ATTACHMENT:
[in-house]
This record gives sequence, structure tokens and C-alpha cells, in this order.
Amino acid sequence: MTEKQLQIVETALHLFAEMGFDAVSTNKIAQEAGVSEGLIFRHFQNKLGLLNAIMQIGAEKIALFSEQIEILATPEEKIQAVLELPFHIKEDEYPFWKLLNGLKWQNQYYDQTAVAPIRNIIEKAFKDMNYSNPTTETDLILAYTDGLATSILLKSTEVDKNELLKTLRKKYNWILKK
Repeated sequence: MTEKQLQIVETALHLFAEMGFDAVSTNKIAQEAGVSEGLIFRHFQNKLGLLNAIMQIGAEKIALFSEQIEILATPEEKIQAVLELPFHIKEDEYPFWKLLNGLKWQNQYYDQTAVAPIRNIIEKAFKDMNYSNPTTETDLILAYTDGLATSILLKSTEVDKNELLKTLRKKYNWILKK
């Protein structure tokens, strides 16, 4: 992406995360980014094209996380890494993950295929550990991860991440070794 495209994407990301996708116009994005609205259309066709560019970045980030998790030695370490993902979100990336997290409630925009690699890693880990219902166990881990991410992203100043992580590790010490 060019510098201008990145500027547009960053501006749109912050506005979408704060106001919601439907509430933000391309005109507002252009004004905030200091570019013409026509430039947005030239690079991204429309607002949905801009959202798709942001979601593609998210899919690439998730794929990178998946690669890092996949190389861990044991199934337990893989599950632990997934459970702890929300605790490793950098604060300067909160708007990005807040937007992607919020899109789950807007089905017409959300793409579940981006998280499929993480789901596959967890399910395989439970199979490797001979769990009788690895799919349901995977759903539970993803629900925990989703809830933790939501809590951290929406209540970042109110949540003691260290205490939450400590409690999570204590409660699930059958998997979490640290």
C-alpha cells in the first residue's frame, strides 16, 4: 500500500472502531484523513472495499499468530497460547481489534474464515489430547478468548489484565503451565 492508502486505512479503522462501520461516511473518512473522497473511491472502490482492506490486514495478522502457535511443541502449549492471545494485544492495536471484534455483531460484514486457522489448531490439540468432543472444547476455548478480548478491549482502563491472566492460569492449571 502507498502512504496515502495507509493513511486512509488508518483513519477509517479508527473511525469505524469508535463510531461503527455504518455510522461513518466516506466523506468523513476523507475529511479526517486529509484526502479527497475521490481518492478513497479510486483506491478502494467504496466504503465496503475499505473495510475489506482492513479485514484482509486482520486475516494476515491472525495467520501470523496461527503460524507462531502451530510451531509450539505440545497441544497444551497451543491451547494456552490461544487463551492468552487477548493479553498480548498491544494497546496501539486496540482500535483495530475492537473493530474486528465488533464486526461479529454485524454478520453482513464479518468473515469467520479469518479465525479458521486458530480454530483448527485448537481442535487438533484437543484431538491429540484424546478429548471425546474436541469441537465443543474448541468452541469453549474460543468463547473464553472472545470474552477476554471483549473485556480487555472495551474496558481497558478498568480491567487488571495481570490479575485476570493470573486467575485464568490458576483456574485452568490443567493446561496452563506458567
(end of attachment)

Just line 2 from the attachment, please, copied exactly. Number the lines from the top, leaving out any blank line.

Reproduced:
This record gives sequence, structure tokens and C-alpha cells, in this order.